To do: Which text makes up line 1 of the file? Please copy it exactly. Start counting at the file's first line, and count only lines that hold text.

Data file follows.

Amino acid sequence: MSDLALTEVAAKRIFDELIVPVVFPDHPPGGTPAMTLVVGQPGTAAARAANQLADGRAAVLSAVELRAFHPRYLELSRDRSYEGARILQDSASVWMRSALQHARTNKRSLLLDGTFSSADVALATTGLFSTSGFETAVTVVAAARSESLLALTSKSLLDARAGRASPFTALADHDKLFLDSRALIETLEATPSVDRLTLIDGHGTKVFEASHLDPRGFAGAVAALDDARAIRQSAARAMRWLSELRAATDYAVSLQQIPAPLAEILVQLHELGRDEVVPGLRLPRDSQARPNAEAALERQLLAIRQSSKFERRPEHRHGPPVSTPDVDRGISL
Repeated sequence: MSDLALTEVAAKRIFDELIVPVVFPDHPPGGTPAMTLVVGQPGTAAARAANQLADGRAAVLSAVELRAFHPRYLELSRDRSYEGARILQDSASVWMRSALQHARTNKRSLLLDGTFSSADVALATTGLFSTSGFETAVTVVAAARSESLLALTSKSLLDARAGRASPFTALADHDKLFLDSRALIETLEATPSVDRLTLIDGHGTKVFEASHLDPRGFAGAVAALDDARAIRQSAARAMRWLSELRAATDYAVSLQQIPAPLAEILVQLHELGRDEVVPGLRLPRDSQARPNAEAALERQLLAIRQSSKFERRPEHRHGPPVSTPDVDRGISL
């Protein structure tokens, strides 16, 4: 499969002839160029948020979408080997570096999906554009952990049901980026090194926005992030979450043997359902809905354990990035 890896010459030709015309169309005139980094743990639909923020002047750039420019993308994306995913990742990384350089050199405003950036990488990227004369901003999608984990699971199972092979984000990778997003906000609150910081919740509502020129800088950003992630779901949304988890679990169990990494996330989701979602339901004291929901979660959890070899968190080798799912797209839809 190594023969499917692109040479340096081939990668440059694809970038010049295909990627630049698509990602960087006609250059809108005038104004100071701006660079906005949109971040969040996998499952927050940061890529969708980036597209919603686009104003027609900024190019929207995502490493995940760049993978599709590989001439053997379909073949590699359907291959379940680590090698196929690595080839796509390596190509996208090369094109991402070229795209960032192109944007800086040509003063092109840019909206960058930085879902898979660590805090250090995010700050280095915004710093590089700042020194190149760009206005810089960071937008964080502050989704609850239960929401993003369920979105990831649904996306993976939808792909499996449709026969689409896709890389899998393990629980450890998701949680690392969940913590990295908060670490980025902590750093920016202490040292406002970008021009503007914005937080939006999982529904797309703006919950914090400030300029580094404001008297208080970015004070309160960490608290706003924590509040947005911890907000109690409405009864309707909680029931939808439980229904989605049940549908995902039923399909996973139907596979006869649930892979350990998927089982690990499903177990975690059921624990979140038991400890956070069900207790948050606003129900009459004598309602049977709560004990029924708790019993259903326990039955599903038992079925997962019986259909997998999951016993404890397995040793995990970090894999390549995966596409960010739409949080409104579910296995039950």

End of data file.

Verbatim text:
Amino acid sequence: MSDLALTEVAAKRIFDELIVPVVFPDHPPGGTPAMTLVVGQPGTAAARAANQLADGRAAVLSAVELRAFHPRYLELSRDRSYEGARILQDSASVWMRSALQHARTNKRSLLLDGTFSSADVALATTGLFSTSGFETAVTVVAAARSESLLALTSKSLLDARAGRASPFTALADHDKLFLDSRALIETLEATPSVDRLTLIDGHGTKVFEASHLDPRGFAGAVAALDDARAIRQSAARAMRWLSELRAATDYAVSLQQIPAPLAEILVQLHELGRDEVVPGLRLPRDSQARPNAEAALERQLLAIRQSSKFERRPEHRHGPPVSTPDVDRGISL